The rest of the list? Mary Poppins, Camelot, My Fair Lady, West Side Story (too sleepy to think of the rest)
Also w/ Patricia, most of the “later list” you mention.

With CT: The Pianist, Schindler’s List, Marty, The Flight of the Phoenix (the old version), 12 Angry Men, anything with Steve McQueen…

Add to the list, The Dirty Dozen, and about anything w/Clint Eastwood in it. Throw in Bruce Willis or Morgan Freeman; same thing.

What I find interesting in all this is how we crisscross/cross paths with our likes/dislikes, yet find much in common with one another.
Seems we’d all get along very well at a cocktail party.


#80

[quote=“2cent, post:79, topic:45343”]
I’ll throw in that I cannot STAND Kathryn Hepburn; hence the reason I’ll only watch that Little Women version withOUT her in it.
However, as for the rest, I can see that I’m out of my element, as I don’t watch too much t.v., nor go to the movies.

Have something in common w/each of you, CT, and Patricia.
With Patricia: Musicals. Never learned to love them until my Mom explained that the show was written around the song, not the other way around.
TOP fav: Fiddler on a Roof. (Got to see that on Broadway w/none other than Luciano Pavarotti! Again, later, done by a college class. Most excellent, if I do say so, myself.)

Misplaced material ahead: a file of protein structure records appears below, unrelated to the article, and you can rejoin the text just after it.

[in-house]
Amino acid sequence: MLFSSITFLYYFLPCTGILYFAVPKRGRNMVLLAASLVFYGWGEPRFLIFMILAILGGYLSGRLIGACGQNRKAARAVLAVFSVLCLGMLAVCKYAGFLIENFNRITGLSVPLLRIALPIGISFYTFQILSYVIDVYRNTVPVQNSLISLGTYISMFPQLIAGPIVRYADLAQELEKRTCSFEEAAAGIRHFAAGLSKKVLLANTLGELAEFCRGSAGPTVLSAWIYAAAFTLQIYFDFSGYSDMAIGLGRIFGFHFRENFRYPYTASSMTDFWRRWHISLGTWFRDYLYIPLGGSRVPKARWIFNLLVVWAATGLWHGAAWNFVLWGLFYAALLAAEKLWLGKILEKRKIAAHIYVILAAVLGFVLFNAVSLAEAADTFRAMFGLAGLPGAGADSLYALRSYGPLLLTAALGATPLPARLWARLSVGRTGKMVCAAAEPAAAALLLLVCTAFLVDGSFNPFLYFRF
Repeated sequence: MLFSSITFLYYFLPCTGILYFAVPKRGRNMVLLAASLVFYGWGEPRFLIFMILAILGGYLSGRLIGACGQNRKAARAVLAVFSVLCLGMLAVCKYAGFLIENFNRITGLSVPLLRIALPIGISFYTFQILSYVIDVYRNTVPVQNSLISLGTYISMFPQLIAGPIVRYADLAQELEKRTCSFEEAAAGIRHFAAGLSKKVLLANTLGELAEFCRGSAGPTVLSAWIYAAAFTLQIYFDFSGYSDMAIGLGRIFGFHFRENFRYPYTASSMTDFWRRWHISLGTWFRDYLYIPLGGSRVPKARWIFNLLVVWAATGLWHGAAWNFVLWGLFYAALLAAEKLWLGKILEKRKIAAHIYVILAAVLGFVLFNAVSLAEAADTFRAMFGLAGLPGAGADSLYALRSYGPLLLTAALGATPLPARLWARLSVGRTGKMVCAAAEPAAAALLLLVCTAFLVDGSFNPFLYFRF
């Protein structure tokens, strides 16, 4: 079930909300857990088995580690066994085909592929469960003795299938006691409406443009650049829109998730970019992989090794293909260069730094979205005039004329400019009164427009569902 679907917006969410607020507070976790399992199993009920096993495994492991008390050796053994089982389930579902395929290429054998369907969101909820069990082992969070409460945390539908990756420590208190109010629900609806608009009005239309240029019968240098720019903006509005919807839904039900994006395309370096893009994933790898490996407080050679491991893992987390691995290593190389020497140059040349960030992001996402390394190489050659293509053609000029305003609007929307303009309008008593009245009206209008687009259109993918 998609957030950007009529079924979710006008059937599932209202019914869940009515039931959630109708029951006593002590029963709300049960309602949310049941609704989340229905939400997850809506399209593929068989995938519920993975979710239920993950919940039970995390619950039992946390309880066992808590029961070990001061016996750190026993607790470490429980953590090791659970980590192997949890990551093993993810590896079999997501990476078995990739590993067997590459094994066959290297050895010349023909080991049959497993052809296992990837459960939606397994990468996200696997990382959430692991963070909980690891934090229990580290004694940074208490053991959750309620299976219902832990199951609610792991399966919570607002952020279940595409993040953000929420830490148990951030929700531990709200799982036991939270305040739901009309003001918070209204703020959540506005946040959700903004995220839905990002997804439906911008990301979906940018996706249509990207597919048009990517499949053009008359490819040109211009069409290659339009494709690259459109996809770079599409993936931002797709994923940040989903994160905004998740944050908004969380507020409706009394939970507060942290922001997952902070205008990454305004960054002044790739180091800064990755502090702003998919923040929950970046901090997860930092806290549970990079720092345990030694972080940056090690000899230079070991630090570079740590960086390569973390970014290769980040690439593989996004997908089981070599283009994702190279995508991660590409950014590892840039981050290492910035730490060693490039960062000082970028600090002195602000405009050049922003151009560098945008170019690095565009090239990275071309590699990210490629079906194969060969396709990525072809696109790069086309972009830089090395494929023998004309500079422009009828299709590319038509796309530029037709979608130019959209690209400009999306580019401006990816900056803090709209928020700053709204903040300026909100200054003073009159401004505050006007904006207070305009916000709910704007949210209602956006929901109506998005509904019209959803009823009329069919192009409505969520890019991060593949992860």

The rest of the list? Mary Poppins, Camelot, My Fair Lady, West Side Story (too sleepy to think of the rest)
Also w/ Patricia, most of the “later list” you mention.

With CT: The Pianist, Schindler’s List, Marty, The Flight of the Phoenix (the old version), 12 Angry Men, anything with Steve McQueen…

Add to the list, The Dirty Dozen, and about anything w/Clint Eastwood in it. Throw in Bruce Willis or Morgan Freeman; same thing.

What I find interesting in all this is how we crisscross/cross paths with our likes/dislikes, yet find much in common with one another.
Seems we’d all get along very well at a cocktail party.
[/quote] agree that Fiddler on the Roof and West Side Story are among the best musicals. I am also a sucker for Sound of Music, watched it umpteen times. Also like (still in the musical category) Porgy and Bess, South Pacific, Oklahoma!, The King and I. I even like Les Mis altho it’s kinda lefty! (smile)

If you like Bruce Willis be sure to see Live Free or Die Hard, which might be the very best of the Die Hard series. And if you like Bruce Willis and Clint Eastwood, you might like Mark Wahlberg…try Four Brothers or The Shooter.